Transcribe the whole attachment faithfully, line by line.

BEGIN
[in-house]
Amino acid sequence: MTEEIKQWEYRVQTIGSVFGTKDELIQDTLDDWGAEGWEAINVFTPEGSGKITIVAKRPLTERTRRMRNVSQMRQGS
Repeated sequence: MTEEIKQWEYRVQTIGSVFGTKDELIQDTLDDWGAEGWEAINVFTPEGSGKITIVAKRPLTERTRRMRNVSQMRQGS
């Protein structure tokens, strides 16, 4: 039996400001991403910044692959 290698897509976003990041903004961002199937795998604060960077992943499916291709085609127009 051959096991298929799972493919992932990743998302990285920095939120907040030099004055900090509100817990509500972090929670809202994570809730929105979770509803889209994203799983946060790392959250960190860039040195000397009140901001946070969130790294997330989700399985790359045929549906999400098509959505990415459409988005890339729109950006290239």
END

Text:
[in-house]
Amino acid sequence: MTEEIKQWEYRVQTIGSVFGTKDELIQDTLDDWGAEGWEAINVFTPEGSGKITIVAKRPLTERTRRMRNVSQMRQGS
Repeated sequence: MTEEIKQWEYRVQTIGSVFGTKDELIQDTLDDWGAEGWEAINVFTPEGSGKITIVAKRPLTERTRRMRNVSQMRQGS
């Protein structure tokens, strides 16, 4: 039996400001991403910044692959 290698897509976003990041903004961002199937795998604060960077992943499916291709085609127009 051959096991298929799972493919992932990743998302990285920095939120907040030099004055900090509100817990509500972090929670809202994570809730929105979770509803889209994203799983946060790392959250960190860039040195000397009140901001946070969130790294997330989700399985790359045929549906999400098509959505990415459409988005890339729109950006290239």